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News

Five steps to secure iterative software delivery

Perforce Software : 18 February, 2015  (Special Report)
Mark Warren of Perforce Software explains the security challenges surrounding iterative software delivery and offers five best practices for improving the process
Five steps to secure iterative software delivery

Deploying software quickly and implementing changes frequently is at the core of many software-led businesses today.  Businesses across all industries are increasingly developing and rolling out software more rapidly and more frequently, both to their own employees and customer base.  Whether labelled continuous delivery, continuous development, continuous integration or iterative development, this approach to software provision is rapidly changing the face of the software industry and is increasingly becoming a way of life: just imagine the amount of software updates an online retailer such as Amazon must have and we are all aware of the ever increasing volume of updates – often daily – to the apps on our desktops, laptops, tablets and smartphones.

However, a revolutionary approach to software development brings its own software challenges.  While having a cadence of small updates potentially limits the scope of change – so in theory bugs are ‘smaller’ and security weaknesses easier to spot – if a bug or security vulnerability gets included in a release, it can be pushed out to hundreds or thousands of servers, potentially affecting millions of users before it has been spotted.

Of course, the rapid nature of continuous deployment lends itself to fast fixes: as we saw with Heartbleed, vendors were fast to ship OpenSSH fixes.  However, that doesn’t negate the fact that the problem was ‘out there’, causing considerable concern amongst end users and creating a lot of extra work for software vendors.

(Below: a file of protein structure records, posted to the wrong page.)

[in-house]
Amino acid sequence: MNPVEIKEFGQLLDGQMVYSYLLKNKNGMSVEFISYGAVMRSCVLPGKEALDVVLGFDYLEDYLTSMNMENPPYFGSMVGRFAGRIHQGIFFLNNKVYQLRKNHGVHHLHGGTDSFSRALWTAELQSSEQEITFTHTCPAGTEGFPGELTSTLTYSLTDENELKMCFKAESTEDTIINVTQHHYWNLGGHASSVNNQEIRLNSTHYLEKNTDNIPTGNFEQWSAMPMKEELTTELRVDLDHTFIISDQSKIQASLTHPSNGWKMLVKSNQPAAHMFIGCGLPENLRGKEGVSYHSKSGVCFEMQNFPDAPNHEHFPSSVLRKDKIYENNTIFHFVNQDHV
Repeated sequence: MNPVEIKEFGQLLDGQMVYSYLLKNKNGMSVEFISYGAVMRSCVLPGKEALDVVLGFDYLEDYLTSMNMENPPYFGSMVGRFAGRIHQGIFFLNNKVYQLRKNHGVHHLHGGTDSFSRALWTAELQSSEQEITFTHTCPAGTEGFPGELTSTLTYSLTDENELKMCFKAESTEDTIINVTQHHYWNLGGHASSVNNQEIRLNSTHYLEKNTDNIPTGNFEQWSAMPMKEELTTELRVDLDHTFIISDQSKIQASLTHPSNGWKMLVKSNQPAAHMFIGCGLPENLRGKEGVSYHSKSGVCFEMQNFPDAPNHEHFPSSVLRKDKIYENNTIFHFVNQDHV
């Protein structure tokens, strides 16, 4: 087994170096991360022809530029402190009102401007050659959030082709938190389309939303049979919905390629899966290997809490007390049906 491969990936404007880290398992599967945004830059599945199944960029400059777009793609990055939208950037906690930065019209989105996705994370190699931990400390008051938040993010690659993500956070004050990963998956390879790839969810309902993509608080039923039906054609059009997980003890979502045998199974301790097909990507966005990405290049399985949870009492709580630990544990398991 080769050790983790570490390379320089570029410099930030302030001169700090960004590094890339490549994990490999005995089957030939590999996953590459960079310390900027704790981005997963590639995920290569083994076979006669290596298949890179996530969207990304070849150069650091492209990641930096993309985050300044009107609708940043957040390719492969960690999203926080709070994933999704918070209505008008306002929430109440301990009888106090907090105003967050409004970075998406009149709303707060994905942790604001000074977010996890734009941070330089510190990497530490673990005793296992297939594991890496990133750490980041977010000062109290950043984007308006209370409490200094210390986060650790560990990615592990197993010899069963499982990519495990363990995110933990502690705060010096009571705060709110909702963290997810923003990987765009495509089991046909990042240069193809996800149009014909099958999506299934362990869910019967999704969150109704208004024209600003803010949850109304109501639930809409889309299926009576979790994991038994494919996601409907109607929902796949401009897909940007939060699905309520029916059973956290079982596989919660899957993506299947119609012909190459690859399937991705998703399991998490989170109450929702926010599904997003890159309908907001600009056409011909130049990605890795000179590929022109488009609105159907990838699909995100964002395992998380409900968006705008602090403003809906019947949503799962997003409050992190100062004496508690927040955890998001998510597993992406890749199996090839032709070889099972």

With so many high profile security problems during the past year, clearly this is a problem that is a long way from being addressed.  If iterative software development is the way of the future, how do we prevent problems like this happening?  Of course, any company with sense is going to have an armoury of dedicated information security tools, but I’d argue that there is a need for a more holistic approach that looks at the bigger picture, including more rigour around internal processes.

Plus, there is the fact that traditional approaches to software security may not be the best for today’s modern software development practices:  by the time a full system scan has taken place, the bug could already be doing its damage.  Conventional security strategies that impose ‘gates’ will hinder the continuous delivery process and frustrate developers.  Far better is to engender an environment that comprises: transparency and traceability, ‘best practice processes’, plus the right development environment and security tools.

5 best practices to adopt

Clearly, the earlier a potential vulnerability is caught the better the chances are of minimising impact and reducing associated costs.   Here are five ways in which companies can improve this process:

Ensure traceability and audit trail